MacDonnell Ranges Tower over Alice Springs

I was amazed to have my first glance at the MacDonnell Ranges, a huge mountain range that towered over Alice Springs. I was driving and twisting my head to really look at them. My feeling was the awesome presence of these mountains. It felt to me a sacred place.

Courtesy of Wikipedia.

The MacDonnell Ranges of the Northern Territory, are a 644 km (400 mile) long series of mountain ranges located in the centre of Australia (23°42′S 132°30′E / 23.7°S 132.5°E / -23.7; 132.5), and consist of parallel ridges running to the east and west of Alice Springs. The mountain range contains many spectacular gaps and gorges as well as areas of aboriginal significance.

The ranges were named after Sir Richard MacDonnell (the Governor of South Australia at the time) by John McDouall Stuart, whose 1860 expedition reached them in April of that year. The Horn Expedition investigated the ranges as part of the scientific expedition into central Australia. Other explorers of the range included David Lindsay and John Ross.

The MacDonnell Ranges were often depicted in the paintings of Albert Namatjira.[1]

The highest peaks are Mount Zeil (1,531 m AHD/ 5,023 ft), Mount Liebig (1524 m / 5,000 ft) and Mount Sonder (1,380 m / 4,528 ft). These are the tallest mountains in the Northern Territory.[2] The MacDonnell Ranges are the headwaters of the Todd River, Finke River and Sandover Rivers. The range is crossed by the Australian Overland Telegraph Line and the Stuart Highway.

350-300 million years ago a mountain building event created the MacDonnell Ranges.[2] Since that time, folding, faulting and erosion have shaped the range and created numerous gaps and gorges.[2][3] The ranges are composed of many rock types, but are most famous for their red quartzite peaks and gorges. Other rock types include granite, limestone, sandstone and siltstone.[3] Some of the valleys of the range contain fossil evidence of the inland sea that once covered central Australia.[3]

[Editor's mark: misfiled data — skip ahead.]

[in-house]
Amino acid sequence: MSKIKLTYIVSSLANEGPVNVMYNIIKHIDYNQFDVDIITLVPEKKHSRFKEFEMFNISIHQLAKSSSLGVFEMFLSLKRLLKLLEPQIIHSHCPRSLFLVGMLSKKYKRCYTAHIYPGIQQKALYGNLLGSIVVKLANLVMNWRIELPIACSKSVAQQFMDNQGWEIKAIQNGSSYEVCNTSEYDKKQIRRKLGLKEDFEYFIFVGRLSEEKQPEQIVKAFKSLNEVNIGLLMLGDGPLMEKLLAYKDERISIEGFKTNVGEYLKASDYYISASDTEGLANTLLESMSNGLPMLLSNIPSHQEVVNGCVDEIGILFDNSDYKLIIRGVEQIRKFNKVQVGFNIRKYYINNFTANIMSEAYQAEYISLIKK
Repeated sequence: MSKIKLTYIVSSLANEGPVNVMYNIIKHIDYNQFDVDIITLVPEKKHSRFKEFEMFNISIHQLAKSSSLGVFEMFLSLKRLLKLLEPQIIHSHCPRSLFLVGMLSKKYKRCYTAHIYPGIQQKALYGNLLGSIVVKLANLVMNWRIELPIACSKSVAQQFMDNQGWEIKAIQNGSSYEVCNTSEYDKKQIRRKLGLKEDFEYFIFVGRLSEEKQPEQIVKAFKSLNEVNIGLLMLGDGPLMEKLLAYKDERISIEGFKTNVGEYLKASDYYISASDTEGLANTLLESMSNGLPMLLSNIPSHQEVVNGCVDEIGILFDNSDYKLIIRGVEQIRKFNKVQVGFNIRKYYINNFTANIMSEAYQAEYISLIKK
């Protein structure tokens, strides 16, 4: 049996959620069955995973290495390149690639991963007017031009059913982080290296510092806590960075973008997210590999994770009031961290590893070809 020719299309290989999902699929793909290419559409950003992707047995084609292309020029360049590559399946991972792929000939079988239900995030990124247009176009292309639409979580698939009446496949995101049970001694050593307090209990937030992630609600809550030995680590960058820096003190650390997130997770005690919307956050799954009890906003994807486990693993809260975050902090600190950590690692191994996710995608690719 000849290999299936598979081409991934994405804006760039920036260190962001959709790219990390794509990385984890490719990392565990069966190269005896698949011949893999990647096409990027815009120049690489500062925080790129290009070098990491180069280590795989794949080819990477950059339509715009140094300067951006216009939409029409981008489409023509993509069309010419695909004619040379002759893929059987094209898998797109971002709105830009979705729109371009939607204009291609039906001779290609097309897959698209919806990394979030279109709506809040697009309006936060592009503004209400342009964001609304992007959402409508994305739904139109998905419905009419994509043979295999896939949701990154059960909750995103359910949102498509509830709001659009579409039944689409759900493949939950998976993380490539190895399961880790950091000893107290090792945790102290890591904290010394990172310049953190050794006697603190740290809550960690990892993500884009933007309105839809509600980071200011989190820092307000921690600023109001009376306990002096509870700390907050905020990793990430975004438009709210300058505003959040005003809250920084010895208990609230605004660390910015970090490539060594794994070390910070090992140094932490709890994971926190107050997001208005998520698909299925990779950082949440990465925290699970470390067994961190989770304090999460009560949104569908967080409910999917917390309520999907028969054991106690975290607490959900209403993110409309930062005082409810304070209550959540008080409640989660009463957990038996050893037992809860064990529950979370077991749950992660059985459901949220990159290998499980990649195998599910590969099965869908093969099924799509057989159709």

Part of the Central Ranges xeric scrub ecoregion of dry scrubby grassland [4] the ranges are home to a large number of endemic species including the Centralian Tree Frog. This is mostly due to the micro climates that are found around the cold rock pools. Some pools are so cold that hypothermia can set in after a few minutes of swimming.[3]

Tourist attractions

The West MacDonnell National Park was established in 1984 to protect the numerous parks and reserves of the range.[3] It also facilitated the development of the Larapinta Trail.

To the east of Alice Springs, within an hours drive, are sites important to the local Arrernte people, many of which contain examples of Aboriginal rock art. These include Emily Gap, Jessie Gap, Trephina Gorge and N’Dhala Gorge.

To the west of Alice Springs is the Larapinta Trail—a world-class, long distance bush walking trail that runs 223 kilometres along the backbone of the range.[3] Along the trail is Simpsons Gap, Standley Chasm, Ellery Creek Big Hole, Serpentine Gorge, Ochre Pits, Ormiston Pound, Redbank Gorge, Glen Helen Gorge, Tnorala Gosse Bluff, Palm Valley, Mount Sonder, Mount Zeil and Mount Giles.

Mohandas Gandhi

“Gentleness, self-sacrifice and generosity are the exclusive possession of no one race or religion.”